Are you Glorifying Busy ?

I have been accused of glorifying being busy.

{and we both know that busy & productive are two entriely different things..but that’s another post!}

I have also been accused of using my busyness like a badge of honor.

I have even been accused of criticizing those who are not as busy with the same sorts of things — implying they are doing something less important or valuable than I am.

And I am guilty of doing all of these things.

When you chose to start your own business, you chose to take on all that comes along with that decision, including extreme busyness. Your choice affects the people who love you in ways that you should consider if you want them to feel like they are in this with you.

It still amazes me how one question, when asked lovingly and by someone you trust implicitly, can change the lens with which you see your entire life through. I am blessed with two mentors who have mastered the art of asking that question.

During one of our more casual conversations, a mentor and close friend asked me: “how will you know when this business is running you instead of you running it, Cate?”.

I had not considered his question. Ever.

I stood there speechless so he continued: “How will you know when you have started to sacrifice more than this business is worth? How will you know when you have asked too much of the people you love? How will you know when you have succeeded? How much is enough?”

Do you know the answer to that question for your life?

As a new entrepreneur, I was a little embarrassed to say that I hadn’t really considered his question. Like most entrepreneurs, I got caught up in the rush of adrenaline that we experience as we fight to make real a vision that pulls at us constantly.

I knew my husband would support me in any way necessary to see me succeed.

I knew my kids would always love me…and is there such a thing as too much success?

Here is what I forgot to remember: there are always costs associated with big life decisions — relational, financial, physical, spiritual, and emotional — and that the costs affect everybody who loves and supports you…and it is wise to consider the costs before you begin your adventure.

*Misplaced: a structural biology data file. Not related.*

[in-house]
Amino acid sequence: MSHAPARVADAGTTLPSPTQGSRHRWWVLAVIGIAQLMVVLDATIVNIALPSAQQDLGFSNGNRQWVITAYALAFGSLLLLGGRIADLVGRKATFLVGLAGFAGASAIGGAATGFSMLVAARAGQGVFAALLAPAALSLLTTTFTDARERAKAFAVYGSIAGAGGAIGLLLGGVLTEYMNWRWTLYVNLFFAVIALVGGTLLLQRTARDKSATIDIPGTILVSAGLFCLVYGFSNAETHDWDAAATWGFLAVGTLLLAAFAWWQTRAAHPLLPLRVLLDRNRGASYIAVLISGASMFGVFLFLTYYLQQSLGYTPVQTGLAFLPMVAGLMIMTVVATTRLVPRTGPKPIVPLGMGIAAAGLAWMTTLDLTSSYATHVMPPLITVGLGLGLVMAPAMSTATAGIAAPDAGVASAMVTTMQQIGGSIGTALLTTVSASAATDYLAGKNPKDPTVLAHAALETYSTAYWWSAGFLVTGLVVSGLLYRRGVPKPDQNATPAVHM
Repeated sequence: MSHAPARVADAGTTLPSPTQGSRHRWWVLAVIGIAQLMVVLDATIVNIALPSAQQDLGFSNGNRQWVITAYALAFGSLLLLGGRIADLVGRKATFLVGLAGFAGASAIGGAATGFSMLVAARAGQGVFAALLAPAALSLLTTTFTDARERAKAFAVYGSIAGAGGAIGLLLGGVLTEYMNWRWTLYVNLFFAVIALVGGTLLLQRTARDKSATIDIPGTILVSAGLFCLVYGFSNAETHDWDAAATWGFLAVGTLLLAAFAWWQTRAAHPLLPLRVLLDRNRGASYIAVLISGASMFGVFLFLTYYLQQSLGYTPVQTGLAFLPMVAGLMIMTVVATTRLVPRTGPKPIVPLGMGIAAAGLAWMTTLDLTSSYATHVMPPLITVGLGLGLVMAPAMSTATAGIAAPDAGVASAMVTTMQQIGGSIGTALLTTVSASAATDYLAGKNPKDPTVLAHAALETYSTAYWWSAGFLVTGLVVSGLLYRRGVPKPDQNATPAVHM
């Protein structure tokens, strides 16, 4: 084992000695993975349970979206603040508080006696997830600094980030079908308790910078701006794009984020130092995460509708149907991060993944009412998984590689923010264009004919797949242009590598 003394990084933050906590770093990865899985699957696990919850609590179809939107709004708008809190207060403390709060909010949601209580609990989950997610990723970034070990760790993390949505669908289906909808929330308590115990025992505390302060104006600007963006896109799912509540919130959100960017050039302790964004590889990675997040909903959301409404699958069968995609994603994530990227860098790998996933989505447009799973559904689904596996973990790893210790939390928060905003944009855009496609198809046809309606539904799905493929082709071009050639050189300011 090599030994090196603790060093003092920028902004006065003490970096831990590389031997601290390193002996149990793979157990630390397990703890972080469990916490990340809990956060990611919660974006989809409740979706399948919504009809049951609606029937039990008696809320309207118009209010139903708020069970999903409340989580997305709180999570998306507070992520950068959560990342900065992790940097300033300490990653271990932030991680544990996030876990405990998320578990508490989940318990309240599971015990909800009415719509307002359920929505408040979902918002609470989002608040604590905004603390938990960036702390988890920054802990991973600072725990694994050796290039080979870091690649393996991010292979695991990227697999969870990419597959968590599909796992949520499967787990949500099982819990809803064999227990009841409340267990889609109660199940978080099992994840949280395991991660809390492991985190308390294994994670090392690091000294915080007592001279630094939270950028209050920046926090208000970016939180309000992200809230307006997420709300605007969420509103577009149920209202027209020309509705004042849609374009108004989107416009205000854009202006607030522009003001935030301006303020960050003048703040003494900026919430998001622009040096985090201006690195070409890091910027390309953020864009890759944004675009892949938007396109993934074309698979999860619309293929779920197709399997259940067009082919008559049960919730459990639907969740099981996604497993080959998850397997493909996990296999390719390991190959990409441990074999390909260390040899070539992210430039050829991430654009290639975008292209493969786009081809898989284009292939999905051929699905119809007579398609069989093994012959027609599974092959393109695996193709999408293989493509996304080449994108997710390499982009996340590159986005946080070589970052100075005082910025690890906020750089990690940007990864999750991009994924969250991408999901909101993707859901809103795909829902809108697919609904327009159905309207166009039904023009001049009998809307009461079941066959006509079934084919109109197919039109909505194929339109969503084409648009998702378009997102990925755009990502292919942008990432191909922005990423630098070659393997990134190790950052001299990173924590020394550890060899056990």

Your answers to these questions are critical to your relationships and to your success in business.

I sat down with my husband and asked the same questions and he had some answers for me, much to my surprise. He talked about our children and their need to see me and feel important. He explained that he could see a difference in their demeanor when they felt disconnected from me. He said four words that made my heart sink: “they need their mother”. So the difficult conversation begins…

We talked about putting boundaries in place that honor our marriage so we come through the next several years relatively unscathed and stronger for our children and families.

We talked about keeping physically healthy so that while I was building this new business and probably not sleeping well, combined with a heavy workload and long days, I would remain healthy.

We talked about what he would need to take care of the home front so that both he and our children always felt like they were part of this new adventure. We promised to hold each other accountable so neither of us ever felt lost in our marriage.

Sounds great on paper — more difficult to live out.

Truthfully, it sounded a little odd to me to be having discussions like this. I have always felt like conversations around “healthy boundaries” are for people who don’t observe any and people in 12 step programs…

…but I was dead wrong.

Some of the most impactful conversations I have had are around expectations and boundaries. It is impossible to know when you have violated an expectation or boundary if you have not defined any and then we run the risk of deeply hurting the people we love and never really understanding why or how to stop.

We all have expectations of others whether we realize it or not and having these conversations allow us to define and express those expectations so that we are able to honor boundaries and love better.

It is painful to hear a loved one admit they have felt less important, let down, or ignored.

Healthy relationships have these conversations often and welcome the clarity, accountability, and responsibility they bring.

Here is how you know you are living on a slippery slope:

~ When you repeatedly justify violating boundaries around family time, relationships, and friends…you are failing yourself and the people who love you.

~ When your focus become so narrow that you can go days and weeks without wondering how others are feeling or what they may need from you…you are failing yourself and the people who love you.

~ When your busyness becomes your badge of honor and justification for judging others…you are failing yourself and the people who love you.

Healthy, honest conversations around expectations and boundaries are not optional if you want to succeed in any part of your life, they are critical.

Cate Moore

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